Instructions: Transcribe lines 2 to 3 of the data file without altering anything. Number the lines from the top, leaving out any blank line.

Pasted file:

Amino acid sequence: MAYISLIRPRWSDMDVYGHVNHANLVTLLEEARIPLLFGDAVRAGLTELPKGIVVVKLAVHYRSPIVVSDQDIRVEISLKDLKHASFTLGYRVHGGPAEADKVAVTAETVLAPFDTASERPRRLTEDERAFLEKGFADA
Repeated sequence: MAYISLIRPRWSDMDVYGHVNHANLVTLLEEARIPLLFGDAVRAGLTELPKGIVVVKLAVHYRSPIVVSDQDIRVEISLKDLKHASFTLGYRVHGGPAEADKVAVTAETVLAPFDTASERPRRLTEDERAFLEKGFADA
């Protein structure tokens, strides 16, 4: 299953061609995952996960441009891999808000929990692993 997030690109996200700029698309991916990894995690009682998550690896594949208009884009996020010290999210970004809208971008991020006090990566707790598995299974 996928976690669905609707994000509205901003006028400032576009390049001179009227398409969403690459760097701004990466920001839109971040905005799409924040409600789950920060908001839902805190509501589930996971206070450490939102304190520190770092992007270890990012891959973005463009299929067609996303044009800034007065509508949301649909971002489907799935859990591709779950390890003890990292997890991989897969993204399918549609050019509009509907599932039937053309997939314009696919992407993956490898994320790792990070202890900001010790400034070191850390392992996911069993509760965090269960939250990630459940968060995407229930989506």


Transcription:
Repeated sequence: MAYISLIRPRWSDMDVYGHVNHANLVTLLEEARIPLLFGDAVRAGLTELPKGIVVVKLAVHYRSPIVVSDQDIRVEISLKDLKHASFTLGYRVHGGPAEADKVAVTAETVLAPFDTASERPRRLTEDERAFLEKGFADA
């Protein structure tokens, strides 16, 4: 299953061609995952996960441009891999808000929990692993 997030690109996200700029698309991916990894995690009682998550690896594949208009884009996020010290999210970004809208971008991020006090990566707790598995299974 996928976690669905609707994000509205901003006028400032576009390049001179009227398409969403690459760097701004990466920001839109971040905005799409924040409600789950920060908001839902805190509501589930996971206070450490939102304190520190770092992007270890990012891959973005463009299929067609996303044009800034007065509508949301649909971002489907799935859990591709779950390890003890990292997890991989897969993204399918549609050019509009509907599932039937053309997939314009696919992407993956490898994320790792990070202890900001010790400034070191850390392992996911069993509760965090269960939250990630459940968060995407229930989506």